Hé! converts Brussels warehouse into apartments using raw and natural materialsHé! converts Brussels warehouse into apartments using raw and natural materialsGiphy GIFGiphy GIF

Hé! converts Brussels warehouse into apartments using raw and natural materials

has transformed an industrial building in Brussels into a four-storey townhouse, studio and co-working space, adding a timber-framed rooftop extension clad in pale brickwork.
Part of a residential terrace in the Molenbeek area of Brussels, the workshop and warehouse, formerly used by a disinfectant company, had been abandoned for several years and needed significant structural restoration.
Across four levels, the new building – called Karper after Karperstraat, the street on which it sits – combines ground-floor co-working spaces with apartment spaces that were designed to be flexible.
It can either be a single-family home or split into separate, rentable studios.
“It makes it easy to repair or adjust things for our clients who are not architects, [and] the demountable knot connection of the structure allows it to be adapted or even dismantled and reused,” she added.
On the ground floor, two small co-working spaces sit alongside a corridor that leads to a rear garden and a staircase that leads up into the apartment spaces.
The first floor is currently configured as a separate, private apartment, with a large living, dining and kitchen space at the front of the home and bedrooms at the rear.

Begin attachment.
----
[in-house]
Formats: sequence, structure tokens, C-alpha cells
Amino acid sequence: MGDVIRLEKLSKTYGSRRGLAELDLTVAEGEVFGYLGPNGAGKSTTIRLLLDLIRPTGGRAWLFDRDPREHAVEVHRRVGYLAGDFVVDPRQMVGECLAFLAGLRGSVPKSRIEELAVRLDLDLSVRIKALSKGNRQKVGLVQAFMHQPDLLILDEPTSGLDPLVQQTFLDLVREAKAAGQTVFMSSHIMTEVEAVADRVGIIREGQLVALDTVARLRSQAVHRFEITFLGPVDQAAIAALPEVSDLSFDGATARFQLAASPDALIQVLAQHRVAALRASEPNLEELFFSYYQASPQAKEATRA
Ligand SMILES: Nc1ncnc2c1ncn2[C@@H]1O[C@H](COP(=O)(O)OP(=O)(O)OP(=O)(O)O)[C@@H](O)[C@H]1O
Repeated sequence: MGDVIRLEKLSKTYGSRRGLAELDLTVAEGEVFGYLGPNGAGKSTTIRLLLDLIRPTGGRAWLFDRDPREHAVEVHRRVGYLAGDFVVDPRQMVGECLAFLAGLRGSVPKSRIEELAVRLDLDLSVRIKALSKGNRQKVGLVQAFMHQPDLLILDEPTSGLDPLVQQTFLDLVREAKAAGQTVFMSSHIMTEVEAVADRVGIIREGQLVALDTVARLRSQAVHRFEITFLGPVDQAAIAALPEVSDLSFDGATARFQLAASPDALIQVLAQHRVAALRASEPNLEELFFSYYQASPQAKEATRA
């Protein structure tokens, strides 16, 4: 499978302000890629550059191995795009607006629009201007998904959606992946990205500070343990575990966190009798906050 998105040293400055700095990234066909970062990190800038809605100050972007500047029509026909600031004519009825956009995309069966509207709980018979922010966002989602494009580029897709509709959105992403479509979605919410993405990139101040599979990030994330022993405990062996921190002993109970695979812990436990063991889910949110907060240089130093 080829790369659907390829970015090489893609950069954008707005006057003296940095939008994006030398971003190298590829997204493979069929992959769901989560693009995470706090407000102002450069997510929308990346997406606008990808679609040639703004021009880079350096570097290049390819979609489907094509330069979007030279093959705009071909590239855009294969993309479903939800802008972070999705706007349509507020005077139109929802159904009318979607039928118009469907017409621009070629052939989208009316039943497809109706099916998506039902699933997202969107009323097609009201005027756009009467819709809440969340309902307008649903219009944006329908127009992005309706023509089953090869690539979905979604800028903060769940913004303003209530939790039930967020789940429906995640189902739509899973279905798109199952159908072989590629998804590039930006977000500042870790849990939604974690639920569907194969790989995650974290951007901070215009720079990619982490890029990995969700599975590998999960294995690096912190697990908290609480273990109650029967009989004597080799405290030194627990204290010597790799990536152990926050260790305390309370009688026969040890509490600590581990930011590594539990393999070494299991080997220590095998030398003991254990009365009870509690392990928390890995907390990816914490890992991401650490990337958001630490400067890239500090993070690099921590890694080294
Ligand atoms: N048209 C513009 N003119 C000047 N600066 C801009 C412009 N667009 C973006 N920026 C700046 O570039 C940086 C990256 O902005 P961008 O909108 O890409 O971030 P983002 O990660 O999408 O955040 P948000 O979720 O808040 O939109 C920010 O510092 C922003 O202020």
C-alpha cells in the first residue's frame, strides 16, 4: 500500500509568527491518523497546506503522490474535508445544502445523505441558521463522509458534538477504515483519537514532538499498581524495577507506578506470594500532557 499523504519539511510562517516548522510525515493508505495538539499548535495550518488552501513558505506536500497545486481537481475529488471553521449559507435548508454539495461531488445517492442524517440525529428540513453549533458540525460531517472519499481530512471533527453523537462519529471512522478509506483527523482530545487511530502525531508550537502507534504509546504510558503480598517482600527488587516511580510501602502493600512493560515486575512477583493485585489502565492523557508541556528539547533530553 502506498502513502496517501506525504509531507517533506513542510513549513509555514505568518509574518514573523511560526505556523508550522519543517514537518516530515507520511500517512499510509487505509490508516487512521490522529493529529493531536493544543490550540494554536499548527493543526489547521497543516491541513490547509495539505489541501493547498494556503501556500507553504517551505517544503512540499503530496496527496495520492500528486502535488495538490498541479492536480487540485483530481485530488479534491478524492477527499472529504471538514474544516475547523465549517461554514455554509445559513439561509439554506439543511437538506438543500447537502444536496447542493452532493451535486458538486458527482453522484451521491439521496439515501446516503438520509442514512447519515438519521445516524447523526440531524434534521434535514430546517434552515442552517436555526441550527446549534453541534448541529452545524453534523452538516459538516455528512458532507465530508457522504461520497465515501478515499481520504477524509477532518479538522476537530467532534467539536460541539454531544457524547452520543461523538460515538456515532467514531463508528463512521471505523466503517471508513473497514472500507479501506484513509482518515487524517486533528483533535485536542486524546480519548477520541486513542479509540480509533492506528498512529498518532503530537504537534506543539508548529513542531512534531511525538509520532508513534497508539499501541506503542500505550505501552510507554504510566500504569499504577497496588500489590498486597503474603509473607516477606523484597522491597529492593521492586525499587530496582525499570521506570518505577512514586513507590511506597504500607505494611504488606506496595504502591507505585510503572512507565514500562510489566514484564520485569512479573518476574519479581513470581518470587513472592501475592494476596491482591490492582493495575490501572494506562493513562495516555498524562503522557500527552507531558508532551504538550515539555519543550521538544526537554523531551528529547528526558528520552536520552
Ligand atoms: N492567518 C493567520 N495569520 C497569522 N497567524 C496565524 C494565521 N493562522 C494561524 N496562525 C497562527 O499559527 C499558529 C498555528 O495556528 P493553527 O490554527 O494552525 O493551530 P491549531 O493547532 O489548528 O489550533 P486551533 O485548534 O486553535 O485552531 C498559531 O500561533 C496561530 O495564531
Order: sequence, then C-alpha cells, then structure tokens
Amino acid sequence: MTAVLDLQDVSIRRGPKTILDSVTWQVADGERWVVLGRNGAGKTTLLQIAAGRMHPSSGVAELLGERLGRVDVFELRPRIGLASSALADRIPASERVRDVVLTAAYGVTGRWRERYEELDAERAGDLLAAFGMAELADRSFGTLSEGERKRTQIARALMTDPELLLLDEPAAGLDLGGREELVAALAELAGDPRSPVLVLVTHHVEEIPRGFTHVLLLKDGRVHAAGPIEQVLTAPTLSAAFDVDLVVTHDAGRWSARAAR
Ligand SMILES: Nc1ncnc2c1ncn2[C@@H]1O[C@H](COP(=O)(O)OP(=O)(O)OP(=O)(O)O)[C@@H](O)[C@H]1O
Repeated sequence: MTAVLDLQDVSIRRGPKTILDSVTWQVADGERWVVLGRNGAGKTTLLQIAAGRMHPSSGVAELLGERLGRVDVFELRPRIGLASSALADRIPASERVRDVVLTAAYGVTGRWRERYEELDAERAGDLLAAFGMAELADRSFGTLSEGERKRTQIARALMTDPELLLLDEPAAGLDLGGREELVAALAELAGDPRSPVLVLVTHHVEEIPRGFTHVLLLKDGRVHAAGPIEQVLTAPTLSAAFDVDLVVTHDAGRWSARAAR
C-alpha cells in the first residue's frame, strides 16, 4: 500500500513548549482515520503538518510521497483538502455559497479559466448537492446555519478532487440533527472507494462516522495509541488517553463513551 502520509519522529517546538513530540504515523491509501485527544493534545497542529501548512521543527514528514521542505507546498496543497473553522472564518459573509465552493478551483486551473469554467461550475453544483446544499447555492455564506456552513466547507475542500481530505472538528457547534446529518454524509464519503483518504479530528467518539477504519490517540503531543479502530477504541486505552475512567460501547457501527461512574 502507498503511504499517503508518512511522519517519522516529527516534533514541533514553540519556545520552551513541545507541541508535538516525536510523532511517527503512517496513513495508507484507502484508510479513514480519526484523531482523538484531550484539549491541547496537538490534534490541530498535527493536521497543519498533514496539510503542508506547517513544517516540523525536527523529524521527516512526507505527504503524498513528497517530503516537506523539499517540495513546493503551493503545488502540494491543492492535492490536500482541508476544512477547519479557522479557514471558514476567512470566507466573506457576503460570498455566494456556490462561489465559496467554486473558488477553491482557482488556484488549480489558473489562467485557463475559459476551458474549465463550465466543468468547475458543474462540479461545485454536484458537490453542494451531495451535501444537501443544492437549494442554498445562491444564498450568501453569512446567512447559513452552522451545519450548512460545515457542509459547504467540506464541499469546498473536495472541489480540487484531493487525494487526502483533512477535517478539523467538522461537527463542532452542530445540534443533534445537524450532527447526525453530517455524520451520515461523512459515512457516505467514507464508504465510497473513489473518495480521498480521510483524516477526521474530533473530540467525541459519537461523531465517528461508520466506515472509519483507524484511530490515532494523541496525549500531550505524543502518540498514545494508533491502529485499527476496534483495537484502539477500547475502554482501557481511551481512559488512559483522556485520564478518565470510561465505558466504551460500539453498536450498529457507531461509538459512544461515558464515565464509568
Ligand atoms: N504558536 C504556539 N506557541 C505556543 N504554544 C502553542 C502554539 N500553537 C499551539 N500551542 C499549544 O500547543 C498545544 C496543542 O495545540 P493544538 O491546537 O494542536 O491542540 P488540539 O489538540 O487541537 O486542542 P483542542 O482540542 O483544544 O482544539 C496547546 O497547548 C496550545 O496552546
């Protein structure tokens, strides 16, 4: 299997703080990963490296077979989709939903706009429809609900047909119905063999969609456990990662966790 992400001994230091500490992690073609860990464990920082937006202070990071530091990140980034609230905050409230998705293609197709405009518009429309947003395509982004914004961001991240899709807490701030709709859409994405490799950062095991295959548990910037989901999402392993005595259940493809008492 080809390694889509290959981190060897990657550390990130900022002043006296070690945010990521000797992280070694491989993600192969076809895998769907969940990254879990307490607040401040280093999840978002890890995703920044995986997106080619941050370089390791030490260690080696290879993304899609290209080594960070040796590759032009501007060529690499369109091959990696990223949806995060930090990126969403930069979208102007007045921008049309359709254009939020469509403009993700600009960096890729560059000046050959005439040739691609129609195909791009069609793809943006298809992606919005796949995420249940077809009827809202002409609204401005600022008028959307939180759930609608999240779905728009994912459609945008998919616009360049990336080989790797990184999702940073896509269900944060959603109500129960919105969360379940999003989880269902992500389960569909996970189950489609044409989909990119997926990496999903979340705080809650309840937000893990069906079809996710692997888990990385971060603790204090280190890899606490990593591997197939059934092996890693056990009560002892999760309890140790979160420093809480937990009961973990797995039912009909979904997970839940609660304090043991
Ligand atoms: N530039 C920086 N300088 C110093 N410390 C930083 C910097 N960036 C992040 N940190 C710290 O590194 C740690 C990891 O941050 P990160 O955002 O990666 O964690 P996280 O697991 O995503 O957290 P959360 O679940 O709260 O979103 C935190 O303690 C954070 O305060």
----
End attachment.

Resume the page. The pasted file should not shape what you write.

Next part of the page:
BLAF Architecten builds house in Belgium out of reclaimed bricks
A wooden staircase leads up to the two-storey apartment above, where the second-floor living area and third-floor kitchen and dining space both open onto small rooftop terraces paved with white tiles.
Following the proportions of the adjacent building, the new extension is finished with thin piers of white brick, between which sit large windows that flood the new living spaces with natural light.
Focusing on the use of natural and raw materials, the painted brick walls of the existing structure are complemented by new structural elements in timber, clay plaster and rammed-earth countertops and tables.
“In our architecture we build with regenerative materials instead of petrochemical materials,” Eckelmans told Dezeen.
“We don’t only use these materials because we think it’s better for the environment, but also because we like the local story behind these materials and their emotional value,” she added.
was founded in 2017 by Hanne Eckelmans and Renée Verhulst, working across architecture and interior design.
Elsewhere in Belgium, architecture studio BLAF used reclaimed bricks to design a home in Ghent with curving walls that wrap around a series of existing trees, and A2o architecten created House Be as “an experiment in dwelling in and amongst nature.”